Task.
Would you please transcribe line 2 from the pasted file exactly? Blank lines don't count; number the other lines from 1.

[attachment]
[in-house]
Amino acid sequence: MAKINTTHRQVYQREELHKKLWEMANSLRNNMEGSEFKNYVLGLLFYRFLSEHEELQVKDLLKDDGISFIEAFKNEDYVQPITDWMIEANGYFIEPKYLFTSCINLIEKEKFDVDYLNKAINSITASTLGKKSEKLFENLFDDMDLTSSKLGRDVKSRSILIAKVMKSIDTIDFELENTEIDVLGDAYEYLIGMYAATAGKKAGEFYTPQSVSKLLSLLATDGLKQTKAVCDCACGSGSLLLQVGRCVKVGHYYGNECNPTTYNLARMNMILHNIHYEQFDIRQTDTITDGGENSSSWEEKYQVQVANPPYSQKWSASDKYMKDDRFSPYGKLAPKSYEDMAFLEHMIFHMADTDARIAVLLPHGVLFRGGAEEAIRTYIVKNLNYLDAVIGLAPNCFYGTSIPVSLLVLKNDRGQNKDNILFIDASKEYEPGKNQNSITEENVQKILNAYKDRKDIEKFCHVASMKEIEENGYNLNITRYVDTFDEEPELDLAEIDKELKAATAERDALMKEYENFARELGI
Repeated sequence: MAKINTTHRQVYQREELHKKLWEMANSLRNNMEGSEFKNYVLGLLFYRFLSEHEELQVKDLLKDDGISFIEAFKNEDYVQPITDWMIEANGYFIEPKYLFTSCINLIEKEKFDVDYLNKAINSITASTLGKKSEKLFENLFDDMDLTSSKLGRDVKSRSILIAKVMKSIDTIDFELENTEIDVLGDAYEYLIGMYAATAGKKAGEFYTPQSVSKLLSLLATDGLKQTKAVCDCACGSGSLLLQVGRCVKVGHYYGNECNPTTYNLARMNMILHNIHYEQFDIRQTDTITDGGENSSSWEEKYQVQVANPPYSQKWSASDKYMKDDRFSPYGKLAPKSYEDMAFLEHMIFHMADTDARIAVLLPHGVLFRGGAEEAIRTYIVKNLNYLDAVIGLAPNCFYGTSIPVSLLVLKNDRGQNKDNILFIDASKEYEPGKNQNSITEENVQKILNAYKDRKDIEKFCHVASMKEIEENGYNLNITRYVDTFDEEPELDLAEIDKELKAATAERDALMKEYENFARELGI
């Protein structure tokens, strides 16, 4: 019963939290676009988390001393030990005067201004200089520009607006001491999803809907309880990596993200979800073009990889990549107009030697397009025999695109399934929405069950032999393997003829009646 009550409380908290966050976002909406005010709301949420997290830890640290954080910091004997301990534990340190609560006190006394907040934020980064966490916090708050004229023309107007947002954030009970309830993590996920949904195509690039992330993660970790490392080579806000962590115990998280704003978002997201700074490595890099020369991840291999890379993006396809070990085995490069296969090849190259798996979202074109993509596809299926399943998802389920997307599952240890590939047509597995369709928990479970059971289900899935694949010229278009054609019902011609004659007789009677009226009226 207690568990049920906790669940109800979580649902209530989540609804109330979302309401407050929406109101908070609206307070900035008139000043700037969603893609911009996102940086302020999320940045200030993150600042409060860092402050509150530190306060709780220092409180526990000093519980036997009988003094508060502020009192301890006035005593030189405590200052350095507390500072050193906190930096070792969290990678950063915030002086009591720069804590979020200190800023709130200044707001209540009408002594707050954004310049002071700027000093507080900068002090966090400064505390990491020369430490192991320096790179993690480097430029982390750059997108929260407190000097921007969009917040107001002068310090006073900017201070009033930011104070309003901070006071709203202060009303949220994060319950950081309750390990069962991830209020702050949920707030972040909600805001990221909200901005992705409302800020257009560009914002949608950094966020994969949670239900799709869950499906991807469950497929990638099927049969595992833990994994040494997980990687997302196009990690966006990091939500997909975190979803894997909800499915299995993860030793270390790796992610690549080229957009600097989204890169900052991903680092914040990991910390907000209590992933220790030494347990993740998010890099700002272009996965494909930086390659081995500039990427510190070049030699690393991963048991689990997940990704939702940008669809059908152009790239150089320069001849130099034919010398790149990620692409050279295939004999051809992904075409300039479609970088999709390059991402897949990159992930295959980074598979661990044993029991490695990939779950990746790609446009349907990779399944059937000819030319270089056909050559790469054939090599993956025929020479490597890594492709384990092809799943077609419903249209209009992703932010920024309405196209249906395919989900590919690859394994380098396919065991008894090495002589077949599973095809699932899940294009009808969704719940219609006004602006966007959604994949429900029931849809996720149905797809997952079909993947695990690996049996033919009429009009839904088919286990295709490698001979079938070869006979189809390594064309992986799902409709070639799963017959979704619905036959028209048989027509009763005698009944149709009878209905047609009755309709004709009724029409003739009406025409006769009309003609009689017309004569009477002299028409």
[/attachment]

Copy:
Amino acid sequence: MAKINTTHRQVYQREELHKKLWEMANSLRNNMEGSEFKNYVLGLLFYRFLSEHEELQVKDLLKDDGISFIEAFKNEDYVQPITDWMIEANGYFIEPKYLFTSCINLIEKEKFDVDYLNKAINSITASTLGKKSEKLFENLFDDMDLTSSKLGRDVKSRSILIAKVMKSIDTIDFELENTEIDVLGDAYEYLIGMYAATAGKKAGEFYTPQSVSKLLSLLATDGLKQTKAVCDCACGSGSLLLQVGRCVKVGHYYGNECNPTTYNLARMNMILHNIHYEQFDIRQTDTITDGGENSSSWEEKYQVQVANPPYSQKWSASDKYMKDDRFSPYGKLAPKSYEDMAFLEHMIFHMADTDARIAVLLPHGVLFRGGAEEAIRTYIVKNLNYLDAVIGLAPNCFYGTSIPVSLLVLKNDRGQNKDNILFIDASKEYEPGKNQNSITEENVQKILNAYKDRKDIEKFCHVASMKEIEENGYNLNITRYVDTFDEEPELDLAEIDKELKAATAERDALMKEYENFARELGI